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You can wake from any dream if you want to

You can wake from any dream if you want to. My son tells me how over breakfast. He has a technique to use when having a nightmare. You click with three fingers on the back of your neck, and the dream will instantly stop. He tells me it works without fail. I try it for myself, clicking as he describes. Click! Everything vanishes, and I am back in the house where I have no son.

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This 75-word story first appeared on Paragraph Planet

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Somewhere there is a memorial bench with my name on it

somewhere there is a memorial bench with my name on it

Somewhere there is a memorial bench with my name on it. Has to be with a common name like mine. My research finds several, and so I pick the nearest, where I sit and pretend to be a ghost. I wait all day for people to come and ask, waiting to surprise them with my big reveal. But no-one asks, no-one comes to the stranger on the bench, who may as well be dead already.

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This 75-word story first appeared on Paragraph Planet.

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Monsters in the Closet

monsters in the closet

We spend our days playing in the closet.

In our imagination it is a spaceship, a doorway to other worlds, a portal that can travel through time. In the darkness we act out our fantasies, constructing the characters of our narrative. We play with the treasures that surround us – costumes in boxes, paperwork on shelves, trinkets that remind us of our parents.

We play all day in the closet, waiting for the door to be unlocked once more.

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Birdsong

The music almost kills me today.

It is a childhood memory. The song that would play as my father hunted and brought local wildlife to the garage. It would play as I cried for my mother, begging her not to go to work. Terrified of spending time with this hulk of a man.

Today the song comes on the radio again. I can smell that garage. Hear those birds.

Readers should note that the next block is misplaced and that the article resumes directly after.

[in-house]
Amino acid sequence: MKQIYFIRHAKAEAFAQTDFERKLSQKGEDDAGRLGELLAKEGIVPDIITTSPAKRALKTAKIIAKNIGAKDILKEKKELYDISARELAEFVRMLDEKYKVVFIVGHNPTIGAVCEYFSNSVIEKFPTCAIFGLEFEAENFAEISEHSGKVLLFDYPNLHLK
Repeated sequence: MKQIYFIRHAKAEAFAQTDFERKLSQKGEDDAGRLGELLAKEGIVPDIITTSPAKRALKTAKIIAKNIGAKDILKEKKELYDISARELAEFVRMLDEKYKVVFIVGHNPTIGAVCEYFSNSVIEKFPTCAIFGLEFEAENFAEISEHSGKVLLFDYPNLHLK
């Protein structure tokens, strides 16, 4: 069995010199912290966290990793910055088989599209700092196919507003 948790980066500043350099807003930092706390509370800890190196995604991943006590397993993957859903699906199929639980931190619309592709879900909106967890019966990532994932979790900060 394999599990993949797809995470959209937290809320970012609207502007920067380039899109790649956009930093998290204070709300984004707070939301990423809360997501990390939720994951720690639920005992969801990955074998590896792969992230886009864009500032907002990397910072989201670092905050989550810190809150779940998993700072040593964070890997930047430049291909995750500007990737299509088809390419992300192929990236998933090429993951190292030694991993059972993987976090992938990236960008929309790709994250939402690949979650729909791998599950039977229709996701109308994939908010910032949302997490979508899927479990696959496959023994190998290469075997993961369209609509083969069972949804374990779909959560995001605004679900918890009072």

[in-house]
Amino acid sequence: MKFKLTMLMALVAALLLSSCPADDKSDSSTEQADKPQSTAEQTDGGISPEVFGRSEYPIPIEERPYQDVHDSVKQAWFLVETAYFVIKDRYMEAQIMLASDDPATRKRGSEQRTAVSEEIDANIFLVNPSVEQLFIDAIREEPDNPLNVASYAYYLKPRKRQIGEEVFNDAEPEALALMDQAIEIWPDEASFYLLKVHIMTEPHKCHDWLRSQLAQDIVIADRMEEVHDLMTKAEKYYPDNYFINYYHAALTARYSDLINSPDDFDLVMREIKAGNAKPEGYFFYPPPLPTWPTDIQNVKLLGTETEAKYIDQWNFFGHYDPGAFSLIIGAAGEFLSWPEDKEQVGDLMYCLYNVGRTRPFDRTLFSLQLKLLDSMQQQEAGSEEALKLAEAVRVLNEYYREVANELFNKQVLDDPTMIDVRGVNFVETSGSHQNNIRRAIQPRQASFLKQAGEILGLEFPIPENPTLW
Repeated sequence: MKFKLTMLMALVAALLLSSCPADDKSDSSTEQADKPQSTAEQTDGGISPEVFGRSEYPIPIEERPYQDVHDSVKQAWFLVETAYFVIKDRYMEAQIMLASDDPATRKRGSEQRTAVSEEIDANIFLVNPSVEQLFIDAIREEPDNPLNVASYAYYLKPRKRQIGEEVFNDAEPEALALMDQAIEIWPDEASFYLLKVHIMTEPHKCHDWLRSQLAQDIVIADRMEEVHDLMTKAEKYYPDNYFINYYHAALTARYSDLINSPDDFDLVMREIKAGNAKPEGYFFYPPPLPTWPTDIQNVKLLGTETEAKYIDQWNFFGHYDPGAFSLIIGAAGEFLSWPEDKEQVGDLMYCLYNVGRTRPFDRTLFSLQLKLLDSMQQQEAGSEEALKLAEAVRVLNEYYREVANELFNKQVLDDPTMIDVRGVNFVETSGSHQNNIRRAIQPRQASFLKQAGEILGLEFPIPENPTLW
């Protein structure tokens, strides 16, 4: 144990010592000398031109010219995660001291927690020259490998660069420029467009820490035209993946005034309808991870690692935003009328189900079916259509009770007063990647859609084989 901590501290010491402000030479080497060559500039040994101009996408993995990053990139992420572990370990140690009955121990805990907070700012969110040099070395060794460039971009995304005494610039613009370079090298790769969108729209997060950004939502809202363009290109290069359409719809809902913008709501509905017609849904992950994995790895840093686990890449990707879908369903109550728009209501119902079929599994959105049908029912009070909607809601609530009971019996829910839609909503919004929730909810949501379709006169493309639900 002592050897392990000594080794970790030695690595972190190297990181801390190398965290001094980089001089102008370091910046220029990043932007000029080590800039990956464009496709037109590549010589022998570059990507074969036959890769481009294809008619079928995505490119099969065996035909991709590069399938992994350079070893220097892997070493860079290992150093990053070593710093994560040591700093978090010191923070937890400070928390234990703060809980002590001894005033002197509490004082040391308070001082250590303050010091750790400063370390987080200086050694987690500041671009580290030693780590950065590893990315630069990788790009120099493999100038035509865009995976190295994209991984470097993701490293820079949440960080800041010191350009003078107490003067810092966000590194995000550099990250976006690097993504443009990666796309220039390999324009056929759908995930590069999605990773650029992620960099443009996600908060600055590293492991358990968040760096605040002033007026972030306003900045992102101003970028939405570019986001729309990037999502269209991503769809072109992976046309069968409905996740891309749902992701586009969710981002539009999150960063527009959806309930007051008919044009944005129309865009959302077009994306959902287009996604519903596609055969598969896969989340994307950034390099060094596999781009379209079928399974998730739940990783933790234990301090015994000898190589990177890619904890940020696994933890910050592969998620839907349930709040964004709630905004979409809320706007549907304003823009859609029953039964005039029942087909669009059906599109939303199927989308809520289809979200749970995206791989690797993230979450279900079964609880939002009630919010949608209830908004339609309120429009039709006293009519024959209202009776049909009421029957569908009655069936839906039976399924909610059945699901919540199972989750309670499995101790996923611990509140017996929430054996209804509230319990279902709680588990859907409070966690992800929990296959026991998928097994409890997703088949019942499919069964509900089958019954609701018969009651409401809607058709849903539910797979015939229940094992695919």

My subsequent tears almost cause an accident on the motorway. When I pull over onto the hard shoulder I sit for twenty minutes, thinking about my mother.

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Love-Locked

He reaches the bridge at midnight, the bolt cutters heavy in his hands. Five hundred padlocks are to be removed, an unpopular decision taken by the council. His instruction is to work in secret, throughout the night and paid at double time.

Many of the padlocks represent young love, a history of the town documented in metal. He instinctively finds his own padlock, now rusting and unfamiliar, a painful memento of a world less cynical.

Using a key from his pocket he snaps the padlock open, and holding it tightly to his chest he begins to climb over the railings.

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This story was originally published on The Drabble

The Stillness of Fields

“All the other kids call him the snake. At first behind his back, but now to his face.”

My story, “The Stillness of Fields” can be found over at Ellipsis Zine.

http://www.ellipsiszine.com/the-stillness-of-fields-by-paul-thompson/

Buying a suit for a funeral

buying a suit for a funeral2

Buying a suit for a funeral. Not sure whether to go traditional or for something more fashionable. Ideally I want to get some repeat use out of it. The sombre option feels poor value in comparison, but is the fashionable option seen as disrespectful? With my time left, I don’t want to limit my options. Maybe I worry too much. And besides, once I’m in the ground, none of my guests will see it anyway.

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This 75-word story first appeared on Paragraph Planet.

Her Father’s Garden

her fathers garden

She will set fire to the garden, to bring her father back.

It is day sixteen of the heatwave. The lawn is a tinderbox ready to spark. Shrivelled flowerbeds are perfect kindling.

She will tempt him with the smell of scorched grass and dying flowers. He will come to repair the garden, so neglected after his leaving.

When it goes up in flame, it explodes outwards, catching specks on her skin.

Her father does come back, to visit her in hospital, soothing her burns with the promise of never leaving her again.